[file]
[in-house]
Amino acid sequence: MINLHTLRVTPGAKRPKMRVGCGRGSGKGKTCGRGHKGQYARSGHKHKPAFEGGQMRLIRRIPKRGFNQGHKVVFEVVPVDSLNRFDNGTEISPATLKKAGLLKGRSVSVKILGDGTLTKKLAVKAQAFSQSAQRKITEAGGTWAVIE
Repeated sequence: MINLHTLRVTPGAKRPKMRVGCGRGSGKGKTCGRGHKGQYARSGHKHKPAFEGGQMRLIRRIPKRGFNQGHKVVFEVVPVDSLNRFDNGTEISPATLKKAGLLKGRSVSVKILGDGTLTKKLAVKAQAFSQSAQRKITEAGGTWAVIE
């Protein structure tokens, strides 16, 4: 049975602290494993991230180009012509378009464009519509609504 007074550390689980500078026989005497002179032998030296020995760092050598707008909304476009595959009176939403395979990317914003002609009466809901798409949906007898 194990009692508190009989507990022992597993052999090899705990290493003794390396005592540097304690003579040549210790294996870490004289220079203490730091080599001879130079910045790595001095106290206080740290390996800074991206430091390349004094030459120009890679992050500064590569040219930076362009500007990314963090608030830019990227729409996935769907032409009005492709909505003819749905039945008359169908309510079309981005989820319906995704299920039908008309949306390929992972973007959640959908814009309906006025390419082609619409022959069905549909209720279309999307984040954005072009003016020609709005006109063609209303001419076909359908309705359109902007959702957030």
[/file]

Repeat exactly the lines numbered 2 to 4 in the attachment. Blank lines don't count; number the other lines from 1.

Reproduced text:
Amino acid sequence: MINLHTLRVTPGAKRPKMRVGCGRGSGKGKTCGRGHKGQYARSGHKHKPAFEGGQMRLIRRIPKRGFNQGHKVVFEVVPVDSLNRFDNGTEISPATLKKAGLLKGRSVSVKILGDGTLTKKLAVKAQAFSQSAQRKITEAGGTWAVIE
Repeated sequence: MINLHTLRVTPGAKRPKMRVGCGRGSGKGKTCGRGHKGQYARSGHKHKPAFEGGQMRLIRRIPKRGFNQGHKVVFEVVPVDSLNRFDNGTEISPATLKKAGLLKGRSVSVKILGDGTLTKKLAVKAQAFSQSAQRKITEAGGTWAVIE
């Protein structure tokens, strides 16, 4: 049975602290494993991230180009012509378009464009519509609504 007074550390689980500078026989005497002179032998030296020995760092050598707008909304476009595959009176939403395979990317914003002609009466809901798409949906007898 194990009692508190009989507990022992597993052999090899705990290493003794390396005592540097304690003579040549210790294996870490004289220079203490730091080599001879130079910045790595001095106290206080740290390996800074991206430091390349004094030459120009890679992050500064590569040219930076362009500007990314963090608030830019990227729409996935769907032409009005492709909505003819749905039945008359169908309510079309981005989820319906995704299920039908008309949306390929992972973007959640959908814009309906006025390419082609619409022959069905549909209720279309999307984040954005072009003016020609709005006109063609209303001419076909359908309705359109902007959702957030």